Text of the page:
While the storyline is quite simple, Paulo Coelho's path to reach his dream as a writer is quite complicated. He had wanted to be a writer since young age and was put in mental health institutions twice by his parents, who wanted him to be 'normal'. He tried many kinds of jobs, before going back to his passion: writing. And even then, this book was not that successful, not until an English language publisher showed interest on the book.


The Book of Forbidden Feeling by Lala Bohang


I saw this book for the first time two years ago, because the title is intriguing. The author-illustrator was an Architect graduate of Parahyangan University, which was another reason behind the book purchase. Apart from the#ArchitectureBabesCoalition (ha!), I had heard about the artist and just wanted to own one of her works. 

All illustrations are made in black and white, while the texts mostly explore feelings, relationships, and other philosophical ideas. On this book, Lala said,"This book is meant to be a good friend, the one you can keep by your side, the one you can be honest with."

By the way, I notice that currently, there are many illustration books in the bookstores.


The Adventures of Tintin by Hergé



I can't pick just one. I read the comic books since elementary school. D would give me one every semester if my school report was good. I had always wanted to have at least one of Tintin comic books in the world's most used languages. But the German one, bought in 1995, has been the only non-Indonesian language Tintin book in my possession so far.

Totto Chan by Tetsuko Kuroyanagi


The best gift we can give to children is the interest to pursue life-long learning, and this book on Totto's daily activities in Tomoe School is all about that.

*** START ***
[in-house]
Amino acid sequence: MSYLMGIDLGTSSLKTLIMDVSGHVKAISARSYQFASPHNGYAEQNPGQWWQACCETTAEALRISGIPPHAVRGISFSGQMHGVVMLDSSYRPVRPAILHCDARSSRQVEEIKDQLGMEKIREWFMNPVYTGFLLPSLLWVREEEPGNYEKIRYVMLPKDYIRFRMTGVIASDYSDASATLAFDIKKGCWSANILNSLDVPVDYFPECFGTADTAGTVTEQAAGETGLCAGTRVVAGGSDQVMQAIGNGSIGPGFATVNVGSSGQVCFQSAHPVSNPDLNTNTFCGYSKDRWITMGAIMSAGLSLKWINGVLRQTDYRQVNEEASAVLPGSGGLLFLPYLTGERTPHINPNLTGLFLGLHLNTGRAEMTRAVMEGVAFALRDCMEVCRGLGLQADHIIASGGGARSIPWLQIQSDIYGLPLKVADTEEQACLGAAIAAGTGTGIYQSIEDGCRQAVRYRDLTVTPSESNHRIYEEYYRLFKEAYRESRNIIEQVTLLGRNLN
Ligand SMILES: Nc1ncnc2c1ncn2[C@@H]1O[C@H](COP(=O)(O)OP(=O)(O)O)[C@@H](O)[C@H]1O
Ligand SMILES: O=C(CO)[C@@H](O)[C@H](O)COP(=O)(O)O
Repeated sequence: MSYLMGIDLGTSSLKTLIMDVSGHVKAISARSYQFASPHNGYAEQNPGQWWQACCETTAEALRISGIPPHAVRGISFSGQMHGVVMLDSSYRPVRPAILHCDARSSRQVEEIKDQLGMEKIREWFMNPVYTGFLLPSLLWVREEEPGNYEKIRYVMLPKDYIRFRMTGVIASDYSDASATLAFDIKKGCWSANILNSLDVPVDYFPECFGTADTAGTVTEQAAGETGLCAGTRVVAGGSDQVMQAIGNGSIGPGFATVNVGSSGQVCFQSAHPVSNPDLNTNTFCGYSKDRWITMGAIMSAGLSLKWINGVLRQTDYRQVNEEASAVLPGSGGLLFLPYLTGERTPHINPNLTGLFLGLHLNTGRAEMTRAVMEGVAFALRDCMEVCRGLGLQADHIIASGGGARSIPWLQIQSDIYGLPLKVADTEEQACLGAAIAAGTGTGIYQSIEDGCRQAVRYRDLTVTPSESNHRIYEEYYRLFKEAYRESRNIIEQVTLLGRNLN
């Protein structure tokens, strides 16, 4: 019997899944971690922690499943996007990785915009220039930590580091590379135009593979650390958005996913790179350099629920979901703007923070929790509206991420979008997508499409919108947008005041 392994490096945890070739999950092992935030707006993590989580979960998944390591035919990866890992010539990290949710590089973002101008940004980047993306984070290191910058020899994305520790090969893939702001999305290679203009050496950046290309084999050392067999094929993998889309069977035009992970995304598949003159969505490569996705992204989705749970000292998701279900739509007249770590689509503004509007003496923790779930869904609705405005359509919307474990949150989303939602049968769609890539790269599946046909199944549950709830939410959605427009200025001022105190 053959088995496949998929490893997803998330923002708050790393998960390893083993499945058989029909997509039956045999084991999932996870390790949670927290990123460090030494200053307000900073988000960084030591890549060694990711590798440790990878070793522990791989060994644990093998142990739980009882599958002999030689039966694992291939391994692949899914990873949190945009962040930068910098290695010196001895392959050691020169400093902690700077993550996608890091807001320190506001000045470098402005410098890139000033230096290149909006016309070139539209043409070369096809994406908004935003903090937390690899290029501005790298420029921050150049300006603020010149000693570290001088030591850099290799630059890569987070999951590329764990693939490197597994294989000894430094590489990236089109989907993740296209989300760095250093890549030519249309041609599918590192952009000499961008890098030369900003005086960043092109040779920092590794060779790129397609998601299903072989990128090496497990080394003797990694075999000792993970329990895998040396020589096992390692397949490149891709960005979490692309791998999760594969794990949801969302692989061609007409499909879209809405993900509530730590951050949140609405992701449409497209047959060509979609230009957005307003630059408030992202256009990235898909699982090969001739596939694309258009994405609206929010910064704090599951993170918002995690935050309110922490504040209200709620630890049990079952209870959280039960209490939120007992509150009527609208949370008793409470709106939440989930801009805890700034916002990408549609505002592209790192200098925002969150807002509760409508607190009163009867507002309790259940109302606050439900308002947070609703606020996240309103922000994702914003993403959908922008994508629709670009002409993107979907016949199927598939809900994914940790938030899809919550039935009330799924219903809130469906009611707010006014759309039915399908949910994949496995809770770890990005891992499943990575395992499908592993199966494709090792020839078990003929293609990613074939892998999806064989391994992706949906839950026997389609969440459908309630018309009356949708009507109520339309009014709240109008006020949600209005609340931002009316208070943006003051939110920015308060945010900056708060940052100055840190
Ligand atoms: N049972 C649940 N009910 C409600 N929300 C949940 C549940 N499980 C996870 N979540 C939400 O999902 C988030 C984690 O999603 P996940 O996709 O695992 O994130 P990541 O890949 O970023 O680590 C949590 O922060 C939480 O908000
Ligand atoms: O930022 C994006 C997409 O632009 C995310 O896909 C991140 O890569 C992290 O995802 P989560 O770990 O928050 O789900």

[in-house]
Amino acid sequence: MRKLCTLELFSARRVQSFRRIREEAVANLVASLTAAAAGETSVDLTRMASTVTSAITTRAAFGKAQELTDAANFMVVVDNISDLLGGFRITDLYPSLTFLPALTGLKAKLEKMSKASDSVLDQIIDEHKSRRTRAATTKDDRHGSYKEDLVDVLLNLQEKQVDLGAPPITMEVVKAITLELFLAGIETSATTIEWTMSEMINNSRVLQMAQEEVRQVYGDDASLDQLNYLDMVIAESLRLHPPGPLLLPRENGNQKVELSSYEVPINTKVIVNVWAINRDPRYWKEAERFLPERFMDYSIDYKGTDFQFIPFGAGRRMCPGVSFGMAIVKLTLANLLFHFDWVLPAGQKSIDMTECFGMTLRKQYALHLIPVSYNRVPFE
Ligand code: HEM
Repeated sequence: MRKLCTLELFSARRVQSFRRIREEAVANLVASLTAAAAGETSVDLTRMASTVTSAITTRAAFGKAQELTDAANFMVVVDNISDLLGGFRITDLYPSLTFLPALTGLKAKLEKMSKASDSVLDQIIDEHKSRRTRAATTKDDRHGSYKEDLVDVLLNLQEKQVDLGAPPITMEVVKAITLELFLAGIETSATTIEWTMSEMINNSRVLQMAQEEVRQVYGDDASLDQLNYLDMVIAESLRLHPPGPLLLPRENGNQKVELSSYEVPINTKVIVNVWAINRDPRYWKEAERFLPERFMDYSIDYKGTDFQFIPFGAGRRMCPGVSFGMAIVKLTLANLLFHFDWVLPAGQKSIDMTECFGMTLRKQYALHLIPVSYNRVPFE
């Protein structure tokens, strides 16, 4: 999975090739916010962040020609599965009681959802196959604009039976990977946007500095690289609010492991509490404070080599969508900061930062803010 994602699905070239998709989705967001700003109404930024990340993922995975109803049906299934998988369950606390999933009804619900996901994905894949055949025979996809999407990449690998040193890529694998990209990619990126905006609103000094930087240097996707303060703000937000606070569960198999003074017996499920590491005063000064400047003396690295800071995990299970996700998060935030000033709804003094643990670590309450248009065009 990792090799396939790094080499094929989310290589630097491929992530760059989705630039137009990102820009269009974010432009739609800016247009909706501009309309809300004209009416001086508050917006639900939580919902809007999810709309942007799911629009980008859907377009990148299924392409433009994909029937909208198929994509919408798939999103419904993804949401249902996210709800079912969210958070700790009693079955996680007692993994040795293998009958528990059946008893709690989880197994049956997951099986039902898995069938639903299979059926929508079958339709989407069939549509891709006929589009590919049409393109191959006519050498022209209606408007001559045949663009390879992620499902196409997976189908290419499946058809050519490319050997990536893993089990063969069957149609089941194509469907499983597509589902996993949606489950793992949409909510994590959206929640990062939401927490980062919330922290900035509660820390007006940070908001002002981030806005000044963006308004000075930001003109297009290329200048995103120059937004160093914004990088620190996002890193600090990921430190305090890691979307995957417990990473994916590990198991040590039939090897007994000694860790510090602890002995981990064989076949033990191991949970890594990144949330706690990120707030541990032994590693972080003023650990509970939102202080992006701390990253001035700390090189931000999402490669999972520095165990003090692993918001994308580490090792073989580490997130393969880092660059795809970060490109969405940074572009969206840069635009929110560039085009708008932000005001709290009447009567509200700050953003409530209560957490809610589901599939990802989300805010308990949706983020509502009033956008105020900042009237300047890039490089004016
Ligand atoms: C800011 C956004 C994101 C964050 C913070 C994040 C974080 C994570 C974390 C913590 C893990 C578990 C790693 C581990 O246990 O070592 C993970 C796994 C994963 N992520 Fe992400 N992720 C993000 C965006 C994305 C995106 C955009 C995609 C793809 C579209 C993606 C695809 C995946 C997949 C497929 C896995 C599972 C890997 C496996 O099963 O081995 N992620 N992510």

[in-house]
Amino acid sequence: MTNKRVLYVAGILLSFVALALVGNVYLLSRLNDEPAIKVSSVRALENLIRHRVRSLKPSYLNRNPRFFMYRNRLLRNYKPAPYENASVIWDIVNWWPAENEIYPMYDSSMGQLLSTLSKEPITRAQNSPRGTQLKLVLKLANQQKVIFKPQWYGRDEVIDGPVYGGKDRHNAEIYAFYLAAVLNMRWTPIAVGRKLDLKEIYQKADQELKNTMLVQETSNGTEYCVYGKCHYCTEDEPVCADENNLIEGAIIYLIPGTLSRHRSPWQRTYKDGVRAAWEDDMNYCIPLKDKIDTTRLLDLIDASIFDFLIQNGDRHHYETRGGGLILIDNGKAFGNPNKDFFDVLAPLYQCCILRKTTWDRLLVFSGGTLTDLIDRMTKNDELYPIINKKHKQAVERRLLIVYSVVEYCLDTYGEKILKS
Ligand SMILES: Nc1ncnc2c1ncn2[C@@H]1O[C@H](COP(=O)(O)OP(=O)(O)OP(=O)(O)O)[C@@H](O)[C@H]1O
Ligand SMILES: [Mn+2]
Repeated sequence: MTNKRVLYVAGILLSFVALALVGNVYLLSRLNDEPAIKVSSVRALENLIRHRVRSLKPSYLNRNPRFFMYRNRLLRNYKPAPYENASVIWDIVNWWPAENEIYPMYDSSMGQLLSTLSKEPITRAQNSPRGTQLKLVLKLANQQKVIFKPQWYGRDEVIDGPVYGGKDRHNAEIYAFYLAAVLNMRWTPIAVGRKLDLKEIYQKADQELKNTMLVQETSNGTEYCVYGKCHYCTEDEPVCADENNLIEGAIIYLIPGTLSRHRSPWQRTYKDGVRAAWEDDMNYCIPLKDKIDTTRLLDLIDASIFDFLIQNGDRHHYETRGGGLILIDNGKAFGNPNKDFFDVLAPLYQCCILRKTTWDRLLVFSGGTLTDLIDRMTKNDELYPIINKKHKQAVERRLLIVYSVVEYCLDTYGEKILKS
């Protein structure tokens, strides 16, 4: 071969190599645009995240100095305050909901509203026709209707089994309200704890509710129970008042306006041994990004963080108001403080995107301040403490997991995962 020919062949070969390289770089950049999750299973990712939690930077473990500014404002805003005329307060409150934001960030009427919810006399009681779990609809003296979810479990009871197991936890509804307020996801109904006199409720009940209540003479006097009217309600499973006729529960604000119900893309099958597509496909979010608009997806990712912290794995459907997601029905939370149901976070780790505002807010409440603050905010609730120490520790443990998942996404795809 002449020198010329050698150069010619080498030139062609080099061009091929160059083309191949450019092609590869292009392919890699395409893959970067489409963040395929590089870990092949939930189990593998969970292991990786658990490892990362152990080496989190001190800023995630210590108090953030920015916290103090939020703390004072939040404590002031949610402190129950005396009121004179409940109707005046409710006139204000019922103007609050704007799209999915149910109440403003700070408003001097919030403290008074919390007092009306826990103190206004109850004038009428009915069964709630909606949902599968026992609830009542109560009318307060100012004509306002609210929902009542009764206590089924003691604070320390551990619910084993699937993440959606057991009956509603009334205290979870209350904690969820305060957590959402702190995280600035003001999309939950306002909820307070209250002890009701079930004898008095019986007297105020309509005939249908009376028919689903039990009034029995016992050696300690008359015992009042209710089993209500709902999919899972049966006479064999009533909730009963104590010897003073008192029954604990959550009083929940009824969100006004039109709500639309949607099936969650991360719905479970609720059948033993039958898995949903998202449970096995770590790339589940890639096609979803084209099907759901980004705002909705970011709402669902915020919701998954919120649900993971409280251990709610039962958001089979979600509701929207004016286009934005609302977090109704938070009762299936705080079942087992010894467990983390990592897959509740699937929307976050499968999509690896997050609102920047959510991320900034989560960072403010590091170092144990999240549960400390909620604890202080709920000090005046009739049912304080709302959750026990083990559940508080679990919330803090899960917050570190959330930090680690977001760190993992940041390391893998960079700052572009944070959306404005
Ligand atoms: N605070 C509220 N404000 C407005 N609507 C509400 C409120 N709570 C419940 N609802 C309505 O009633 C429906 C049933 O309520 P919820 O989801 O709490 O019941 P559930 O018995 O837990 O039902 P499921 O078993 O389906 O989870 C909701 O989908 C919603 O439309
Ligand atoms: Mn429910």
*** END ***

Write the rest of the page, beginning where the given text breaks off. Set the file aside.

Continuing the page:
As a product of Indonesian education system, I wish there were more Indonesian schools taking example from Tomoe School, which embraces all children, including the difables, and allows them to explore interests. If you work with children or in Children/Inclusive Education sector, then this book is a must.

I read the book the first time when I was in elementary-junior high school, and have been re-reading it over the years. That copy was probably missing during the house moving processes (please note the plural noun) between 2008-2010. This book on the photo is a birthday gift, and the person thought I would like it because the spine was pink.


Around The World in 80 Days by Jules Verne


Anything by Jules Verne will definitely take your mind away. But this one has been a favorite. If money and time were not an issue, I would try to walk the route that Phileas Fogg walk on, just to prove that it is feasible to complete the journey within that timeframe.

I have many hard copies of this book, but since it's #PlasticFreeJuly, why not featuring an e-book? And this classic book, along with many others, can be downloaded for free.



Do you have any favorite books?